Tips for Preparing the Form 5471 for Controlled Foreign Corporations

By Vernon K. Jacobs, CPA, and Philip T. Pasmanik, CPA, MST


  • Form 5471, Information Return of U.S. Persons with Respect to Certain Foreign Corporations, is designed to report the activities of the foreign corporation and to function as a roadmap for the IRS on transfer pricing.

  • Form 5471 requires information and details about the corporation's ownership, stock transactions, shareholder and company transactions, foreign taxes, foreign bank and financial accounts, accumulated earnings and profits, and currency conversions.

  • Preparation of Form 5472 requires consideration of a number of issues and concepts that do not apply to domestic corporations, including subpart F income, foreign tax credits, and transfer pricing.

  • Foreign corporations that are required to file Form 5471 may be required to file a number of other forms specific to foreign corporations.

It may be a cliché that the world is getting smaller, but it is true that interaction among people around the globe has become much easier, faster, and far less expensive than even a dozen years ago. Thanks to these changes, and with the help of a variety of international trade agreements, an increasing number of U.S. businesses are expanding into other countries.

However, the U.S. income tax system is generally based on assumptions about a relatively closed society that were made as far back as the introduction of the modern income tax nearly a century ago.1 The United States is the only major industrial country that imposes income and estate tax on its citizens without regard to where they reside.2 All other industrial nations that have an income tax system use a territorial approach in which only residents are subject to the income tax.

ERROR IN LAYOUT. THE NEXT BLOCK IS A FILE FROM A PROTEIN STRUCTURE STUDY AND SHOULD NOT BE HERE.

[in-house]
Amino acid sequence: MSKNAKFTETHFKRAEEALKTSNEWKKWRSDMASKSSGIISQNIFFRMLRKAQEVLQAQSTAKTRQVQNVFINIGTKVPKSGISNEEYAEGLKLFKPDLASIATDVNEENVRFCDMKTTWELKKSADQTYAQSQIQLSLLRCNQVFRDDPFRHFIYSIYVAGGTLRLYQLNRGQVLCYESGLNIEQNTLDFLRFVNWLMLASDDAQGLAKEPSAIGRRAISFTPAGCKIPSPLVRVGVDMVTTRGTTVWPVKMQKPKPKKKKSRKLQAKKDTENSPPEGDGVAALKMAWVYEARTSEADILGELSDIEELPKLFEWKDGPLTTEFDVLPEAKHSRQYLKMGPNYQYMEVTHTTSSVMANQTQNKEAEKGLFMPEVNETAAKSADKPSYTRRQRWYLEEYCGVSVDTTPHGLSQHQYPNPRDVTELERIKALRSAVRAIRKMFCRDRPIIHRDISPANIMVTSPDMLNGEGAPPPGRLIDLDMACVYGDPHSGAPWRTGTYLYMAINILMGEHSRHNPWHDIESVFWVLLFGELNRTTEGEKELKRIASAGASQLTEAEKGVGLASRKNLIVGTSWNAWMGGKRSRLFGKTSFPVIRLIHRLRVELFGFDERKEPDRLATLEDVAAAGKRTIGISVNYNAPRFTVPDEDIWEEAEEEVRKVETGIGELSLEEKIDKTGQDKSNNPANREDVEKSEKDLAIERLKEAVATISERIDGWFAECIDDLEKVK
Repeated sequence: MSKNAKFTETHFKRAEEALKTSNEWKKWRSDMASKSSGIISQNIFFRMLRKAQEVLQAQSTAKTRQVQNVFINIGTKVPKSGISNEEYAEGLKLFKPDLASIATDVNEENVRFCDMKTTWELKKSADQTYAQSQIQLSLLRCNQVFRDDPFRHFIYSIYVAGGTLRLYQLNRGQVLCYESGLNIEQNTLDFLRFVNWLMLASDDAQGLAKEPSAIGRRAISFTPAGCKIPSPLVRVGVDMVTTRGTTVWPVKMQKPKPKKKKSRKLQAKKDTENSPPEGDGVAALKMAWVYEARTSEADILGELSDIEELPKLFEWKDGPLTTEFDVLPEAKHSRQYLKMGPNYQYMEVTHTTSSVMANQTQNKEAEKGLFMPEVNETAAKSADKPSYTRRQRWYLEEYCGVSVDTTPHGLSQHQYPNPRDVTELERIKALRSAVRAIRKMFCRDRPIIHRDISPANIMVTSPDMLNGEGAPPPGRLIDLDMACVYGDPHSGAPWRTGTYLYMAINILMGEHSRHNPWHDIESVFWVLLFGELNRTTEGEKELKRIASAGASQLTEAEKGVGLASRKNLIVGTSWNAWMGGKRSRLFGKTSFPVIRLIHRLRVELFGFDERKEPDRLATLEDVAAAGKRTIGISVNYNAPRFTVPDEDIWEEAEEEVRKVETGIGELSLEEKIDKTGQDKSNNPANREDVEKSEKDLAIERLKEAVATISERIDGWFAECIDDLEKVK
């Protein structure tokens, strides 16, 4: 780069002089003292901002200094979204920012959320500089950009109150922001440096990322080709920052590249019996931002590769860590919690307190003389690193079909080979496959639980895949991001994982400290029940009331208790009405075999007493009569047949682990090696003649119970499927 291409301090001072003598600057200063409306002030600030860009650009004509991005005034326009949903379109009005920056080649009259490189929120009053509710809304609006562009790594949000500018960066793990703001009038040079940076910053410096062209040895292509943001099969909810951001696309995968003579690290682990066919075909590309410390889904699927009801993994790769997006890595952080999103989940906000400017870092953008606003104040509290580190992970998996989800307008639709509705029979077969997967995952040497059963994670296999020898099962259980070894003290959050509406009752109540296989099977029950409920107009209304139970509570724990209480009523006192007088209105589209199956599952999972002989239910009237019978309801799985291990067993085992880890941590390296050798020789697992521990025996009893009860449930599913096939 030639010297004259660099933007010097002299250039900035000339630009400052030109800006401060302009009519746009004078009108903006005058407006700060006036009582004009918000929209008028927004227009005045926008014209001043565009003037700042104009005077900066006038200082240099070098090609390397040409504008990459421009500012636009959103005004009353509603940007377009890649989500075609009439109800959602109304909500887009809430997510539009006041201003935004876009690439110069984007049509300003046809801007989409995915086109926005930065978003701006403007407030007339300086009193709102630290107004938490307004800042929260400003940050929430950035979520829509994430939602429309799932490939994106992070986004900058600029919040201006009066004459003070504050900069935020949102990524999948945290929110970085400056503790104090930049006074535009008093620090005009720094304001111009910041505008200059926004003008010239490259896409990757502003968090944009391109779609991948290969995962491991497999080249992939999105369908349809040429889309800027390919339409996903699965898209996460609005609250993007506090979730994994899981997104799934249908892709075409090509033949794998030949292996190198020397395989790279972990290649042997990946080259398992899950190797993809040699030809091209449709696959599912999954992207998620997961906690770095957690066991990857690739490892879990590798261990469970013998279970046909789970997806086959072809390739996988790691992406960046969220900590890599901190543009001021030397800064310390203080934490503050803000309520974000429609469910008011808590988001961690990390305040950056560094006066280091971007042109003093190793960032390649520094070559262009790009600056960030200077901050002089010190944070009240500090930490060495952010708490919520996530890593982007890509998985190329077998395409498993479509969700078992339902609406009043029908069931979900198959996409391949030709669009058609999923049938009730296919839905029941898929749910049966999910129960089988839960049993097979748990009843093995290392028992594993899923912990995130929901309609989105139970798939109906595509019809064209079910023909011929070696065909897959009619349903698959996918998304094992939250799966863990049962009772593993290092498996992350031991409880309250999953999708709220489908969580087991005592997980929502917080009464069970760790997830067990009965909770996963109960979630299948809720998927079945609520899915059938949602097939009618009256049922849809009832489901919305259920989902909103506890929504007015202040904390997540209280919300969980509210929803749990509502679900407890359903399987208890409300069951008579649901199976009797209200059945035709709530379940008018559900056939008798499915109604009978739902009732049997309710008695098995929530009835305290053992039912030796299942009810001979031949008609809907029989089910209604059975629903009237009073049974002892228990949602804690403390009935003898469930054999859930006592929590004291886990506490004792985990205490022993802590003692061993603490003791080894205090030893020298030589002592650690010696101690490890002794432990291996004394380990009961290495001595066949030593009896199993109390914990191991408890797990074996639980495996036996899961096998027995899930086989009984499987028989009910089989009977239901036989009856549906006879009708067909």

Because of the unique approach to the taxation of citizens and entities based in the United States, any U.S. person3 that ventures offshore potentially can be taxed by two countries on the same income. This has resulted in the introduction of numerous tax code provisions designed to avoid the potential for double taxation. Over the past 95 years, Congress has also seen fit to introduce an assortment of rules to prohibit tax avoidance through the use of foreign entities.

For those who do not work extensively in the niche of international taxation, these rules are novel and involve unfamiliar code sections, regulations, tax forms, instructions, and challenges. Some of the obstacles that a preparer may encounter include:

  • Constructive ownership is a pervasive problem in international tax law.
  • Tax returns for U.S. and foreign entities may involve the application of treaty benefits.